None is Singular, None is Plural, None is Both
The word none can be singular or plural, depending on the number of the noun it is referring to. Back in my 4th grade English class, none was always singular. Again, grammar rules have changed and modern thought is that it can be either singular or plural. One way to decide is when you can use not one, then none is singular. If you mean not any, then none is plural.
- None of the directions he gave to get to the grocery store is accurate (meaning that not one of the different directions he gave to get to the grocery store is accurate)
- None of the directions he gave are accurate (meaning that not any of the directions he has ever given are accurate)
Confused yet? How about these:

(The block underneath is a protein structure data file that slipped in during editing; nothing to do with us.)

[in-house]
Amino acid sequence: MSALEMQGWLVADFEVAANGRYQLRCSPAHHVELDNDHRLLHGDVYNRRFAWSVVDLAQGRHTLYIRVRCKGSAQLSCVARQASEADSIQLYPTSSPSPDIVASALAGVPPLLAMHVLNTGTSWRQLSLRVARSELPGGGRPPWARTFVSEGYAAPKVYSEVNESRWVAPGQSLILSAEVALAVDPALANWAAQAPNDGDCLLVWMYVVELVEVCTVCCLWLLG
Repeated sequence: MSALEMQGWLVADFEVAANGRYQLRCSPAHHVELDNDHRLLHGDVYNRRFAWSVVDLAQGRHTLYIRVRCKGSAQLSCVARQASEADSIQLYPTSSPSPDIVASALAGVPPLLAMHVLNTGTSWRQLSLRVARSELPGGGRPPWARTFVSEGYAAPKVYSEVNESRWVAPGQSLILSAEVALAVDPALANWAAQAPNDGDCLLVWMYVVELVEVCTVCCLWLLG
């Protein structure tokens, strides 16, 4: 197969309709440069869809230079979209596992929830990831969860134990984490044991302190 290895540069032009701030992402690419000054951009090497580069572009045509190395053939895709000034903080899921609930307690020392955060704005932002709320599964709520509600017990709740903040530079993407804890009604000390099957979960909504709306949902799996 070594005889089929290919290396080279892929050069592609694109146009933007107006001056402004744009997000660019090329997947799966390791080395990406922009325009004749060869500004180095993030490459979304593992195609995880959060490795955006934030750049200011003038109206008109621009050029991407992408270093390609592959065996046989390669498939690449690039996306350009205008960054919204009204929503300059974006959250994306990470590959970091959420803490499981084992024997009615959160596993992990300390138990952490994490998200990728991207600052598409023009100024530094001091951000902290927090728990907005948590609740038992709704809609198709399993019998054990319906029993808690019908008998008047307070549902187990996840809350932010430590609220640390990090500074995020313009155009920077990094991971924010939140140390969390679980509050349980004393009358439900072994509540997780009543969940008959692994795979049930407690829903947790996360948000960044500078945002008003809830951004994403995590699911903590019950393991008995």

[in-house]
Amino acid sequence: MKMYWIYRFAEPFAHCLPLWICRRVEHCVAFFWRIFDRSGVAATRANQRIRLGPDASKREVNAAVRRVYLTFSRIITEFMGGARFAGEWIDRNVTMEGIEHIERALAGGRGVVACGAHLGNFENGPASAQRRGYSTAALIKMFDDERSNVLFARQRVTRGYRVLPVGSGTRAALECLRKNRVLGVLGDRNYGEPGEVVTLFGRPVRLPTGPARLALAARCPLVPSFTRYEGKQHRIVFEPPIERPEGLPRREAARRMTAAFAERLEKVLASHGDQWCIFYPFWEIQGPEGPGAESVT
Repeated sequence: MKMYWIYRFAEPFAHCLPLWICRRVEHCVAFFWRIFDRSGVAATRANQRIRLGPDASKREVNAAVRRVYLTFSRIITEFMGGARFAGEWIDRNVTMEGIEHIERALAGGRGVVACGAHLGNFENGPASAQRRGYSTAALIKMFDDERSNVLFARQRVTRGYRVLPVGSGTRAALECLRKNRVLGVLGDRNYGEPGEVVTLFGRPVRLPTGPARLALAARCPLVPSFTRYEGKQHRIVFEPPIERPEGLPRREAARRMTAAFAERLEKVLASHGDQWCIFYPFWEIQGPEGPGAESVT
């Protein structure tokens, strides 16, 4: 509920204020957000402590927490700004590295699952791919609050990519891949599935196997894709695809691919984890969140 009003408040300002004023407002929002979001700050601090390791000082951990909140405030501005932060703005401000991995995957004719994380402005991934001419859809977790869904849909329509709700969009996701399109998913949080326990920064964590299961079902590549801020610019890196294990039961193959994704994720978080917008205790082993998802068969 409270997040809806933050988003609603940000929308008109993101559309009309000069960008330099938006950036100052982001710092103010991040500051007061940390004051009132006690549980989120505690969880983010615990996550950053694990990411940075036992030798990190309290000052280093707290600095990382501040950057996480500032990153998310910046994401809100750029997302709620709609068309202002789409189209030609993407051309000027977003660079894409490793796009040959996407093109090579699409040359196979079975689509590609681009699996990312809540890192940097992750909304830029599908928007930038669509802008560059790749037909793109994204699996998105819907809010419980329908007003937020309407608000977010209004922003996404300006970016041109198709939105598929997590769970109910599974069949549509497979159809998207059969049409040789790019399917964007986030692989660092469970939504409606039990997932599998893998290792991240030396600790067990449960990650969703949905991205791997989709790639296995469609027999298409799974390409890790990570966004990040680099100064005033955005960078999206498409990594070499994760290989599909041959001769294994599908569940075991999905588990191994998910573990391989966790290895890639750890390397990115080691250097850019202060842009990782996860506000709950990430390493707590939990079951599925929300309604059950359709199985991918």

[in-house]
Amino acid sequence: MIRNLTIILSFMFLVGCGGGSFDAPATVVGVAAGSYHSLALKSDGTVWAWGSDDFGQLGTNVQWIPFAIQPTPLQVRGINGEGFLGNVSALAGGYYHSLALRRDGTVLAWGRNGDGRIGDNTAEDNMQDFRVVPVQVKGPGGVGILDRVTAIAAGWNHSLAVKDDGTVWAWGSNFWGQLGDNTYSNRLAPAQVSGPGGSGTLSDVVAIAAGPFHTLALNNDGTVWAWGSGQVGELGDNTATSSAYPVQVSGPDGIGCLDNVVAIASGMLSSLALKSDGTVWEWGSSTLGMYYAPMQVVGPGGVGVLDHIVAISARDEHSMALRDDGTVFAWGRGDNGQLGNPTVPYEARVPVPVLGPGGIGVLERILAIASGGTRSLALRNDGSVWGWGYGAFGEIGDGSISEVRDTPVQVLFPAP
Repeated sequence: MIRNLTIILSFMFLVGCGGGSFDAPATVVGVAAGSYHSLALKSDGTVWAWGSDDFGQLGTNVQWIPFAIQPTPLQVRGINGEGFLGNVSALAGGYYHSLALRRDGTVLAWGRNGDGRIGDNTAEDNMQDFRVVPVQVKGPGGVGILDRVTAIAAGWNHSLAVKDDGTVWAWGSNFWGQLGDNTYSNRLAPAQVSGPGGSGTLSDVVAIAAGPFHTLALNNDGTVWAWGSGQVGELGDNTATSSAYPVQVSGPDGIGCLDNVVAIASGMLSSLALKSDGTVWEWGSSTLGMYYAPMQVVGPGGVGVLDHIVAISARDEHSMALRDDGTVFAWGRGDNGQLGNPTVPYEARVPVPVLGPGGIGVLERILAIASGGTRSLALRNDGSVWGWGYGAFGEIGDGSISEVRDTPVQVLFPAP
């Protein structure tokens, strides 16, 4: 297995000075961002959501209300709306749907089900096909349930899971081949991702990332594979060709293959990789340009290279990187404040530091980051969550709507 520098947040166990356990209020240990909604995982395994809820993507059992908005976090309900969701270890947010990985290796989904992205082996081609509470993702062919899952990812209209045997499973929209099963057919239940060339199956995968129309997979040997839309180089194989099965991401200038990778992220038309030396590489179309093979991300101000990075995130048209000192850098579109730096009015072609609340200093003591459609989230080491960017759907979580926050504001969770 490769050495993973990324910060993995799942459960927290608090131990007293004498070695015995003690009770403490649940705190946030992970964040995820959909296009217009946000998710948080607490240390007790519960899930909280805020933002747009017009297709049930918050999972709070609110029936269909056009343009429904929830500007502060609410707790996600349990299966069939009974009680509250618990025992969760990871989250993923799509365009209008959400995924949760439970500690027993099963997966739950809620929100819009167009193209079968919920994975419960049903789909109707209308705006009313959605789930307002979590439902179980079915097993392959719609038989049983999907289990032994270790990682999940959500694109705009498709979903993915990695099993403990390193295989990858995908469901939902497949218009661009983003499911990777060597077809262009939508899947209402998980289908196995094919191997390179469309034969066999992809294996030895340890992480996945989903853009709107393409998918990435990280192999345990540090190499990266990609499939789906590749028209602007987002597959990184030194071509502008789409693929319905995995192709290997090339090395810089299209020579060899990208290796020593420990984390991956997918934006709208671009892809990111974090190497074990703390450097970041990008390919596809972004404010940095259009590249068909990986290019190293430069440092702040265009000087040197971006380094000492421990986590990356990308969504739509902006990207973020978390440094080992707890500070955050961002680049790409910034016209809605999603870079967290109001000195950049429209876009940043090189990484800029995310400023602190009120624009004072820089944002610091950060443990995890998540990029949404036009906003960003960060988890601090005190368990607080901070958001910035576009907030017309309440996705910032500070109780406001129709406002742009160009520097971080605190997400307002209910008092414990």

- None of his electronic devices is set up correctly (not one of his devices)
- Of all his electronic devices, none are using Wi-Fi (not any of his devices)
Whether you use is or are will let your reader know what you mean. By saying “None of his electronic devices is set up correctly,” your reader should understand that you mean that not one of his many devices is set up correctly. When you say “Of all his electronic devices, none are using Wi-Fi,” your reader understands that you mean that not any of his many devices are using Wi-Fi. The difference is relatively minor and regardless of which way you use it, some people (who learned that none was always singular back in 4th grade) will try to correct you. Know that as long as you are comfortable that you are using it correctly for what you mean, you can treat them like your mother-in-law—smile, nod your head, and keep doing it your way.